Never did this Rat expect to write a salutation to the Wisconsin paper industry, given how it dumped billions of gallons of toxic waste in Wisconsin’s rivers and constipated them with their dams. We are still cleaning up after the industry on the Fox River, getting rid of toxic PCBs from the mud and muck of that fabled river.
Last week we learned that New Page, an Ohio company that owns four paper mills in Wisconsin – oh, make that three now, but it had been four up until February, and as many as six a few years ago – filed for bankruptcy. It is staring at over $3 billion in debt.
The latest plant to be shuttered by New Page was their facility in Whiting, near Stevens Point. 360 jobs gone.
Yes. Despite its history of resource abuse, the paper industry cleaned up its act. It required a federal law and state enforcement to do it, but they got there. The Wisconsin River is a recreational gem these days, a possibility unheard of in 1970. Even the bedraggled and dumped-upon Fox River is being rehabilitated, its image improving yearly as the water quality improves in kind.
But not just on the river but out in the woods too we have decried the paper industry – all those trees cut, all that forestland ravaged. Even though industrial forests are treated like cornfields, that land once provided wildlife and bird habitat is now being cut up into 40-acre hunting plots and disrupting the continuity of that land that made for such good habitat. Many are lamenting the loss of the big forest tracts, for the sake of the birds.
Consolidated Papers was the kingpin of Wisconsin paper. Its empire was strung up and down the Wisconsin River and far afield into northern Wisconsin, where it raised and cut the pulp to feed its mills. It was a community-minded corporate citizen, helping build facilities and parks in the communities it had plants in and providing family-supporting wages. (Most paper plants in the Wisconsin and Fox river valleys were unionized.)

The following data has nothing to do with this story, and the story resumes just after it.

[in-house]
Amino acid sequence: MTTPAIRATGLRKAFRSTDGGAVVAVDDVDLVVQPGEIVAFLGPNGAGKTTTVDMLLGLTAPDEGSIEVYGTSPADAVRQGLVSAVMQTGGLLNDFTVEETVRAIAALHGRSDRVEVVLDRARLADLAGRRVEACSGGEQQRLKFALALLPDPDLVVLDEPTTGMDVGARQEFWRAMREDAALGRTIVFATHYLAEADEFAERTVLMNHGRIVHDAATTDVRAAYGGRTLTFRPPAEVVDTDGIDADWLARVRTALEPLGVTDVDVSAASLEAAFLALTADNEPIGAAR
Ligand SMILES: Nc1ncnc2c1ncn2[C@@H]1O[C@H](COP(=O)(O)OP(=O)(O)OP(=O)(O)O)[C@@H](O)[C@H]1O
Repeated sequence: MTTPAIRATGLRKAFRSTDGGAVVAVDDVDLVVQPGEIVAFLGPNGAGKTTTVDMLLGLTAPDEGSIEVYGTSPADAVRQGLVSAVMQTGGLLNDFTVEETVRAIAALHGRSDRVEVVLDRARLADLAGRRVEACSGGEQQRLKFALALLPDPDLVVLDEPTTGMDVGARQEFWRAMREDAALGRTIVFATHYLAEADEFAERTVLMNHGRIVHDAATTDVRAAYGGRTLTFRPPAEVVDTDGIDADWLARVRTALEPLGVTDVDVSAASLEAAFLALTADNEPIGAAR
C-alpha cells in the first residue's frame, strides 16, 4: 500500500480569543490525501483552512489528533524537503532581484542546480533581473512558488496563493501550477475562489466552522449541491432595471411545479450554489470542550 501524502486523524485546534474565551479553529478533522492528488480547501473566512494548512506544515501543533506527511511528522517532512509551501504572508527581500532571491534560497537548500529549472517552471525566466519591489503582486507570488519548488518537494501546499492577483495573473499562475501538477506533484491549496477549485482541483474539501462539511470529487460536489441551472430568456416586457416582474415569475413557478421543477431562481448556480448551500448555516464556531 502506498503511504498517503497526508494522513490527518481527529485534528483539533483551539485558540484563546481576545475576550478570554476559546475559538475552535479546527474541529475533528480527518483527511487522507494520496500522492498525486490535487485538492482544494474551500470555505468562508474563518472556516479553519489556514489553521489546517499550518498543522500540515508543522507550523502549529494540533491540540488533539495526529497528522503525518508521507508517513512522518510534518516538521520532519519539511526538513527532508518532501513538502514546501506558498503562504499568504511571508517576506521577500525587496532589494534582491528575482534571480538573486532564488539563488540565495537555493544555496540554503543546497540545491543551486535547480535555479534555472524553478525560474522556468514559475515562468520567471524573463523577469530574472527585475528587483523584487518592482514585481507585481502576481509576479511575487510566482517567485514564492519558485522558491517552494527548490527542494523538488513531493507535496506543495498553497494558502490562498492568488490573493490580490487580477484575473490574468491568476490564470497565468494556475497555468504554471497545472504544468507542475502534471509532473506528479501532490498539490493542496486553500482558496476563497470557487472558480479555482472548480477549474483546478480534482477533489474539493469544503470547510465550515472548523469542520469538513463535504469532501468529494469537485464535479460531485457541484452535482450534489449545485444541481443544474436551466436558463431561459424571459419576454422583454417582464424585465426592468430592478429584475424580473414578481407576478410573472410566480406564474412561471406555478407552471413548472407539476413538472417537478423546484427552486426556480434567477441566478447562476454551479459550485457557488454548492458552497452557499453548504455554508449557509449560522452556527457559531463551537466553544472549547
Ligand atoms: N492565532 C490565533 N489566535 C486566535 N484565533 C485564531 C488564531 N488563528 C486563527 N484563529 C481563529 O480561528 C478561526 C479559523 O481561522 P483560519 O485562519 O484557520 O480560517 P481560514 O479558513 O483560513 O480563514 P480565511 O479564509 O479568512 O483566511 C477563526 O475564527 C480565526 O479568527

When Consolidated sold to Stora Enso, a Finnish company, in 2000, you could hear the dominoes getting stacked up, foretelling what was to come. By 2007, Stora Enso sold the mills it had bought from Consolidated at Biron, Wisconsin Rapids, Whiting, Niagara, Stevens Point and Kimberly. The first domino dropped in Niagara (320 jobs), where the rusting hulk of that mill looms over the small town like a metallic alien crashed into the river bluff. (Check out the picture.) Kimberly was next (600 jobs), and just this year, the plug was pulled at Whiting (360 jobs). Biron, Stevens Point and Wisconsin Rapids are still operating, but with dark clouds over their smokestacks.
Wisconsin had the key ingredients to make a paper industry – trees, moving water, and hard-working people. The trees have grown back, the rivers have largely recovered, but good-paying paper mill jobs are gone. Some of it is due to cheaper raw material and labor in Asia. Some of it is due to paper industry greed and shortsightedness. Some of it is due to the very device through which you read this essay – the paperless Internet.
For many reasons, especially how a healthy paper industry helped many Wisconsin communities and families prosper over the decades, we should lament its demise.